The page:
The difference is in your head. If your actually spacing.
And the other difference is how the other player perceives it. Even if you are spacing. That won’t stop some people from complaining that you spam. I’m always trying to explain to people who complain to me what’s happening. But I quickly find myself going in circles! A dude rage quit on me once and I told him “rage quitting ain’t cool buddy”. Then he said “neither is sittin in the whole “buddy””. I then tried to explain that he jumped in way too much and it was way to easy to anti air him so I just waited for his jumps. Then he just went right back to talkin about how I’m sittin in the hole and if that’s what I gotta do to win then so be it. He totally didn’t listen to anything I said. That’s my definition of a scrub. Someone who will not learn from his mistakes. Even when he is taught. He only wants to blame others for what happens to him. In his mind, I did not win because he jumps in way too much. In his mind, I won because I’m a cheap ass bastard who sits in the hole…which doesn’t make any sense.
The difference is in your head. If your actually spacing.
I found the original post to be very interesting and i do 100% agree with the point that at the higher levels nothing really should be considered cheap. I do have one point to make however and that is that there is a lot of visual ambiguity in these games where things look a certain way, especially to a newer player, but whats actually happening doesn’t really correspond to the animation somehow. One example from SSF4 is when i use M.Bison’s crouching MP, on block it’s +5 frame advantage but visually that seems strange to me. It’s a move where bison pokes very far and just by the length of the animation just doesn’t seem like it should leave me at +5. Against a newer player i can see why they think that they would be able to punish that while bison is pulling his arm back, but it just isn’t the case. Anyway i don’t think that in and of itself is cheap, but i run a gaming club at my job and what i see is that slightly more experienced players will end up abusing the newer guys with these sorts of visual ambiguities. I think that those guys doing that to the newer players are cheap and don’t give the new guys a chance to learn the game.
But isn’t that just the case of the more experienced players using their superior knowledge of the game to beat their opponent? That goes for any game, and not just in regard to ambiguous visual cues, but the many facets of fighting games that new players just will not understand. While it can be said that doing this to newer players is cheap, and that they should play easier in order to allow them a chance to learn the game at their own pace, another argument can be made for the fact that it’s important to teach them what is, and is not, a safe attack. Sure, hitting cr.strong makes you +5, and doesn’t seem like it should be safe, but at least this teaches new players that, “Hey, this move is pretty damn safe on block, maybe you shouldn’t be hitting buttons”.
Sometimes it’s important to teach new players cheap tactics, but more important, forces them to learn how to adapt to and counter these cheap strategies. After all, that’s how the meta-game gets developed, and helps players learn more about their characters and their matchups.
I agree with what you’re saying when both players are a little bit experienced and at least get the fundamentals of the game. What i’m talking about is literally just stomping new players using tactics that they just couldn’t dream of understanding at that point. The reason i brought up the visual ambiguity is because in most games what you see is pretty much what you get, things kind of work as you would expect them to based on what you’re looking at so when a new player loses he/she can figure out why based on what happened. In fighting games it can be hard for them to figure it out because they just don’t know what to look for so they feel cheated. Personally i feel that repeatedly using these tactics without at least trying to help out and explain it to your opponent is cheap. It just leaves the new guy feeling salty and turned off to fighting games and doesn’t even benefit the guy doing it because he just gets used to doing cheap stuff that only noobs fall for. None of this applies to more experienced players because they should understand how the game works and if a tactic is beating them regularly then their goal should be to acquire the knowledge needed to overcome that tactic.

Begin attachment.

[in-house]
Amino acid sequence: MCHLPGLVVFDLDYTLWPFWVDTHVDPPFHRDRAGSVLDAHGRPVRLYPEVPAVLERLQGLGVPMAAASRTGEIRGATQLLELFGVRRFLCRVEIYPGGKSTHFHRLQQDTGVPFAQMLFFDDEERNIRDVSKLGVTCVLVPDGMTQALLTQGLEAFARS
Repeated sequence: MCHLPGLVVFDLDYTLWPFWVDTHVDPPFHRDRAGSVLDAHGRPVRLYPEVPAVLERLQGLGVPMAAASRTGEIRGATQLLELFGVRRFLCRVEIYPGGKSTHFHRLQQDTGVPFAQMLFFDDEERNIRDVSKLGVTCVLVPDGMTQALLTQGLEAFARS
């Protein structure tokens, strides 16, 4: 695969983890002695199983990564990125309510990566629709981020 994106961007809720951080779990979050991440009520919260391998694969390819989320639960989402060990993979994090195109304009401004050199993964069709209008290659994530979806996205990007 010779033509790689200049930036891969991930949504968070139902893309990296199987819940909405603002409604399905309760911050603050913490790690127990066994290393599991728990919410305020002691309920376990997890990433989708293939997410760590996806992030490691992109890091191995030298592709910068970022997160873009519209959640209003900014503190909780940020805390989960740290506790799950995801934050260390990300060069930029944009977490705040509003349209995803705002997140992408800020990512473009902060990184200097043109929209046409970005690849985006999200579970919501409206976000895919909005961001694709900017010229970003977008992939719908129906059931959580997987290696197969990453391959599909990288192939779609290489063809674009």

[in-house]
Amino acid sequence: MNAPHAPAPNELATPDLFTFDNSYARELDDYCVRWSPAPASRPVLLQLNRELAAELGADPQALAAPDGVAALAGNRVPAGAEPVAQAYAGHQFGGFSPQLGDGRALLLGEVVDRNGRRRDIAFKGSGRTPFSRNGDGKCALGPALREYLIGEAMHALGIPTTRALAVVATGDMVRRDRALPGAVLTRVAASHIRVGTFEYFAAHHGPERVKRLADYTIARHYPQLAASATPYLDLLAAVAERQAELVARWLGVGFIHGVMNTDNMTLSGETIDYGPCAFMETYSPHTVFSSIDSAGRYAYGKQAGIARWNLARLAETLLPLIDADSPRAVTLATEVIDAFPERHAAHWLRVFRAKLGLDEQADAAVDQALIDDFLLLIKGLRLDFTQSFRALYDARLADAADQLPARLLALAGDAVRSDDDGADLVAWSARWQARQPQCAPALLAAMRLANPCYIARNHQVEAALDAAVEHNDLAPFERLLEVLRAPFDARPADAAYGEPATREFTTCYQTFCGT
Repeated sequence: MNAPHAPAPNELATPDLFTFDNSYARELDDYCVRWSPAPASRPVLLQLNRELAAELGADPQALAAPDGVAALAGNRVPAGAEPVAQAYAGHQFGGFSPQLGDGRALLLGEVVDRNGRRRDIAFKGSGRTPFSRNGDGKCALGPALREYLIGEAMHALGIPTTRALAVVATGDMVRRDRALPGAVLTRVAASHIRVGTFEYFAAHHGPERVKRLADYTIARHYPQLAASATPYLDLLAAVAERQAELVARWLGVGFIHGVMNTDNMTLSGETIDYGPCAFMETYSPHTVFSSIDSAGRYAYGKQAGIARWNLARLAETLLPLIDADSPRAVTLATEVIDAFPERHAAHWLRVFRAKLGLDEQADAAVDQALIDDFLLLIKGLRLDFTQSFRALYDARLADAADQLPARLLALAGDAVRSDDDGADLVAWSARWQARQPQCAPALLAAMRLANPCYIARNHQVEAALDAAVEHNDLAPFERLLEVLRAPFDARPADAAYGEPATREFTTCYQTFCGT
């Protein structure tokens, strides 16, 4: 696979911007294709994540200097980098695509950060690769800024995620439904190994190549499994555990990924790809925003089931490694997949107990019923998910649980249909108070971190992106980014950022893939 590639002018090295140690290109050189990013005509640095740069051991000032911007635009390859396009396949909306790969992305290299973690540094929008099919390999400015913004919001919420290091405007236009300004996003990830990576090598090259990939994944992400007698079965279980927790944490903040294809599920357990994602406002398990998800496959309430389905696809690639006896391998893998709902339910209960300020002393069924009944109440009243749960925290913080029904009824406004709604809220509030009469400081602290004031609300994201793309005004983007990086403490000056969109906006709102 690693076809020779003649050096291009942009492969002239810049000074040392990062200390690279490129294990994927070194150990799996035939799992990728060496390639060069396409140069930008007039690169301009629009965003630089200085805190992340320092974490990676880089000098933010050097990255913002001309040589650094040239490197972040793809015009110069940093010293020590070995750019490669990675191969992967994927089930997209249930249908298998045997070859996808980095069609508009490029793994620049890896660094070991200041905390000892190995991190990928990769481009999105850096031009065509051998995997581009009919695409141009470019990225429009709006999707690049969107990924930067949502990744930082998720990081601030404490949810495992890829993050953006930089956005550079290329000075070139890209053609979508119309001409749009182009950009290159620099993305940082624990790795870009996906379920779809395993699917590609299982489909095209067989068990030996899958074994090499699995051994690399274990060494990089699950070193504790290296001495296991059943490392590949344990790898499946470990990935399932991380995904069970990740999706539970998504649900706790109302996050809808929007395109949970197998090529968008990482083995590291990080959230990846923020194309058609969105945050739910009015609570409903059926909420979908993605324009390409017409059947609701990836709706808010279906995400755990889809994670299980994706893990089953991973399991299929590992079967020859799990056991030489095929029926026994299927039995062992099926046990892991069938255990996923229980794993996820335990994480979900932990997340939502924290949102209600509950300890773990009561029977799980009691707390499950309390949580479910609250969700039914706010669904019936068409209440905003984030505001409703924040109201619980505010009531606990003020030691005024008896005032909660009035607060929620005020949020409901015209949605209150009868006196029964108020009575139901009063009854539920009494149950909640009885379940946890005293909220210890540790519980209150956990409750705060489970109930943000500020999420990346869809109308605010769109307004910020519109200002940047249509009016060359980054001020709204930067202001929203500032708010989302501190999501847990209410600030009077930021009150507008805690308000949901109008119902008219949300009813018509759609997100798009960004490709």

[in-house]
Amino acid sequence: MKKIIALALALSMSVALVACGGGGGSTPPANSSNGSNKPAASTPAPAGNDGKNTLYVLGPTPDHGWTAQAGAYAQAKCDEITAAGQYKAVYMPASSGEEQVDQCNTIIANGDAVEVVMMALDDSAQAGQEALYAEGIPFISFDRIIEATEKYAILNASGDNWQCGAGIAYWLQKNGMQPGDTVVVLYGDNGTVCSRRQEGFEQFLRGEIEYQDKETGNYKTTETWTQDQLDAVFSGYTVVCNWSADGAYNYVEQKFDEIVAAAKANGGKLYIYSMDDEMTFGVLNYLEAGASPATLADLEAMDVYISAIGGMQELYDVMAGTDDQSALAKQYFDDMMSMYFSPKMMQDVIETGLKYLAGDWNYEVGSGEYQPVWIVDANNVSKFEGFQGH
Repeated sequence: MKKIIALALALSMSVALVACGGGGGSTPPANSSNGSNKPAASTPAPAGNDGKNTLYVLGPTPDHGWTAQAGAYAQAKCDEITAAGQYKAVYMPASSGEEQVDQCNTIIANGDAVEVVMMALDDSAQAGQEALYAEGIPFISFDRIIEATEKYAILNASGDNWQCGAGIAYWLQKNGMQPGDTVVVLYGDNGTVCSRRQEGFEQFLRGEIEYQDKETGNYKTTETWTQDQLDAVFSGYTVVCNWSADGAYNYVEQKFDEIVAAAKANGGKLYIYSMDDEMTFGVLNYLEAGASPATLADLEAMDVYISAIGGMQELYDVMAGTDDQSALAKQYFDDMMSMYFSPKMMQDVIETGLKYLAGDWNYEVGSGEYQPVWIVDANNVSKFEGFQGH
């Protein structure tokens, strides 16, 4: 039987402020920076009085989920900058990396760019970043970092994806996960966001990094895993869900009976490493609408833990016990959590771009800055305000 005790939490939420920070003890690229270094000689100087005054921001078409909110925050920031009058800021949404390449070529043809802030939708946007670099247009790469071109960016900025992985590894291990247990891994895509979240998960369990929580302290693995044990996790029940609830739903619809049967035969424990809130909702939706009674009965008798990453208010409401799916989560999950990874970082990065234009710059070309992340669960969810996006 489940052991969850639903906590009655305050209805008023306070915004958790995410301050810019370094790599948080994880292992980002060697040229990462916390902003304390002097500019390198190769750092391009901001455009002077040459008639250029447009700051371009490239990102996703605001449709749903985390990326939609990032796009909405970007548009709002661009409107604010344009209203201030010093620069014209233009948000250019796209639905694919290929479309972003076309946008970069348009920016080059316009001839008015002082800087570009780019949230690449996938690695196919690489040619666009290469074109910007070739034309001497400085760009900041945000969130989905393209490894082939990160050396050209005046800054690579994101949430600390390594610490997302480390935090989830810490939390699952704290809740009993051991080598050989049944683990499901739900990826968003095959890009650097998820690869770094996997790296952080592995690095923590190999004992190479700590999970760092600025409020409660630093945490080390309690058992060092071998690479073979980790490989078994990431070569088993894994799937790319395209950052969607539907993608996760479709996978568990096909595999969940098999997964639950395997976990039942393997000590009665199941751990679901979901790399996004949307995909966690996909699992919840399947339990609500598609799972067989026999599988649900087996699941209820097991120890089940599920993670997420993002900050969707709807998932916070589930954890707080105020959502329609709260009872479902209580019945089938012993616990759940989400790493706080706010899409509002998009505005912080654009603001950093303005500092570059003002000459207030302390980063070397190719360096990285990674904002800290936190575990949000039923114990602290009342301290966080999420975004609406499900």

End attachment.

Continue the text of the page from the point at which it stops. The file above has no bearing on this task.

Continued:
I concur. The most important thing in developing a community, is learning how to teach the newer, or less experienced players, how to approach fighting games. I think that if you use these tactics on new players, fine, but at least explain to them what’s going on, and try to give them some hints as to what they can do. Nothing really gets accomplished when you stomp on scrubs so hard that they quit fighting games, that’s never a positive for anyone.
But there will always be the argument for and against fostering new talent. Should be teach them everything there is to know about the game? How much should we teach, and which aspects? If we spoon-feed everybody information, there’s a possibility that they’ll never attempt to discover things on their own, stopping them from innovating, and learning something about themselves or their characters. On the flip side, we teach them nothing, make them learn the hard way as the OGs had to before them, and weed out the players with potential who are self-motivated to improve, and come up with new tactics and setups to beat out their local opponents, from those that are fair-weather players. Players who play the game for fun up until the point where their win-loss ratio starts to drop, and they no longer have to fun, so they quit. Everybody reaches the point where the game starts to become less about fun, and more about wanting to beat the other guy, no matter the cost, so how do treat them?